Once upon a time in Gatlinburg, Kentucky, we had come up the side of a hill to photograph a bee man, and were starting back, both riding on horses. I had on a very fancy pair of army-made jodhpurs and I was loaded with a camera and lens box and a couple of tripods. I'm supposed to be a horseman, and Doris was a helpless, city-bred girl who had been on a horse very few times in her life. She was getting along very well, but my horse apparently stepped too far to the right, and his hind leg on that side went down.
The path was very narrow, and then before I knew it his hindquarters were down and I was wedged between a tree and the side of a ravine, and there I hung. I dumped the lens box and the camera and the tripods off, and in the operation I lost my hold on the horse and fell off to the side and rolled down the ravine though the briars and bushes. My clothes were a complete mess-one sleeve was torn out of my coat, and I believe I finally gave everything away except the shoes.
I was supplied with an entire new outfit. Whenever I spoiled any of my clothes a new collection appeared almost as if by magic in the next mail, and Miss Ulmann took away the old clothes from me and gave them to one of the local boys. She gave out clothes all the way up and down the country.
I was patched and plastered considerably, but in twenty-four hours I was ready to go on again. I had been given anti-tetanus inoculations, and that made me unsteady, and I broke out in a lot of welts on the side of my face. Doris teased me, saying that I had developed one of the unfortunate diseases.
Christopher Lewis, preacher. Wooten, Kentucky. PH038-22-2676
This will give you some idea of the extent to which we went to get what we wanted in the way of photography and legend. It wasn't all as serious or difficult as this. A great deal of it was very easy. We would pull up in front of someone's house right beside a very nicely paved road, take out the camera, set it up, and I would say, "Folks, we have come to take your picture," and they would line up in a row and that was all there was to it. They would bring down spinning wheels and portions of looms and cards and other things, and show us how their ancestors carried on, and we would photograph then in their granny's old linsey-woolsey dresses.
One experience we had on horseback was a trip we made into Grassy Valley, which is on the edge of Tennessee and North Carolina, not far from the magnificent highway now called Skyway Drive. There we encountered an old granny woman who was more than 100 years old. We photographed her looming, we photographed her spinning, we photographed her carding wool, we photographed her with her delightful great-great-grandson who was a weaver of some ability. She sold a considerable crop of wool, all carded and spun, directly to a group of people in Ashville, who sent it in turn, she said, all the way to the Hebrides, in Scotland.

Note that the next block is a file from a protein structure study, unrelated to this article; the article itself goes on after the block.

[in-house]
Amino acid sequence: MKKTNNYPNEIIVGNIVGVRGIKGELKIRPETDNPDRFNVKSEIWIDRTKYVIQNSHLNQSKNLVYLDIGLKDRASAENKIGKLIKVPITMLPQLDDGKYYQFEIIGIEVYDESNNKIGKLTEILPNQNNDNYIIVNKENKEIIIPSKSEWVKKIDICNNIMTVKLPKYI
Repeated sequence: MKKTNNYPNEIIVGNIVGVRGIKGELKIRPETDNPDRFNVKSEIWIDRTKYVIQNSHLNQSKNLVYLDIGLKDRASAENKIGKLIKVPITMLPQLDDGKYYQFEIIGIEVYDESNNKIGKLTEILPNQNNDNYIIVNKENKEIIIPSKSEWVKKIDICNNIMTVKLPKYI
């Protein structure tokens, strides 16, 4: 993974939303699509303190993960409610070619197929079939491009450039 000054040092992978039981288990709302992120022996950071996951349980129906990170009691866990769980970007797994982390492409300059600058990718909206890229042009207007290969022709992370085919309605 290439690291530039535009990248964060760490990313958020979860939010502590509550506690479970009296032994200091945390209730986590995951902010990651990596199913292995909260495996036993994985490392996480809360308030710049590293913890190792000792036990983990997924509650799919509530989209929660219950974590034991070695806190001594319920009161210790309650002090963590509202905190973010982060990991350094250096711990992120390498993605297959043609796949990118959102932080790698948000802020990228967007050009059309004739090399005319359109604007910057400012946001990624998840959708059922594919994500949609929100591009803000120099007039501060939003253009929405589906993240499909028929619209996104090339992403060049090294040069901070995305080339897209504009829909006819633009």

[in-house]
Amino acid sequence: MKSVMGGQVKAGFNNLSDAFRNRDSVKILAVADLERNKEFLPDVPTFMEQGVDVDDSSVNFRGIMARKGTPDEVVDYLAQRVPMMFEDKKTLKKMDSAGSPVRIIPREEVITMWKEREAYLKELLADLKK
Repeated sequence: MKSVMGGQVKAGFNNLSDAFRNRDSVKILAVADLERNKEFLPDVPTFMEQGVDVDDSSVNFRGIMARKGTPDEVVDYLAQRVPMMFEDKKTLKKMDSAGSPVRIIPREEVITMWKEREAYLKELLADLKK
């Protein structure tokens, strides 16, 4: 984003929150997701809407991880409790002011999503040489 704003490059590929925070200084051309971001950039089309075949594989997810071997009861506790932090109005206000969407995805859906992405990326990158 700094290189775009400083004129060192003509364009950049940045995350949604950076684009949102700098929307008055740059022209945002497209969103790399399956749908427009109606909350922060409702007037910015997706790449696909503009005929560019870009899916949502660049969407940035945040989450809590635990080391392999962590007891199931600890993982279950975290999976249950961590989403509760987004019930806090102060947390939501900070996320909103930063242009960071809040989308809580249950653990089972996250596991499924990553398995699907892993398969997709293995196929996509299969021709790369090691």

Miss Ulmann seldom spoiled a plate. I can remember a few, but very few. This was because of her great deliberation. She went about everything very slowly, very carefully; she thought it all out long in advance. There was no hurry-up, no snapshot business. Snapshot photography was the end of vulgarities so far as she was concerned. When I demanded a Roliflex and got it and everything that went with it, Doris immediately looked upon me as a complete faker. Up to that time I had been working with a 4x5 and using DC Ortho plates, and doing some pretty fair things, and as soon as she saw me with this snapshot affair she put me down on the bottom of the page.
She wanted to pose everything she photographed, and her statement was, "Pose but don't let it seem posed." This, of course, is more of the most difficult things in the world to do, and she was able to do it quite marvelously. Moving objects were never effective as subjects for her photography. She posed some dancers once, and took some very pretty pictures with their feet in the air, toes pointed.
She did some wonderful pinholes. I made her a set of plates to slip into her lens board in place of a lens. These plates had graduated holes in them, one of 64th of an inch, and one of them 128th of an inch. I had to have a jeweler in New York City drill that hole. This type of photography is a very simple affair: you pull out a plate guard and everything has to stand still. You allow the camera to stand 20 to 30 minutes, and the results are likely to be stereoscopic.
Miss Ulmann's illness caught up with her terribly during the summer of 1933 and into the early days of 1934. As she grew less able to move around I began to take over the tasks of the photography more and more. The last days we worked together was on the top of a mountain called Turkey Mountain, south of Ashville a little way. We went up there and photographed a man in a tobacco patch, a man who sang a complete version of "Mattie Grove"-something I had been looking for for a long time. Miss Ulmann photographed him standing among his wonderful tobacco, higher than his head.
We got her to Scranton and the doctor came to look at her, and said to get her to New York as soon as possible. We got her there on August 4 and in the early morning she died.
I think she left behind her tremendous tradition. She financed my work, she paid me well, restored my clothing, had my watch repaired when it was smashed down on the mountain side. One of the last few things she ever said to me was, "Johnny, you're a poet, you don't need much. Poets don't need much. If you overpay them they stop being poets." She was extremely smart on that point.
I believe that is about all I can give you about this perfectly remarkable woman-this woman who gave her life to the idea of photographing simple Americans.
-John Jacob Niles
[transcribed from a tape recording]
The Call Number, v.19 no.2 Spring 1958. ©University of Oregon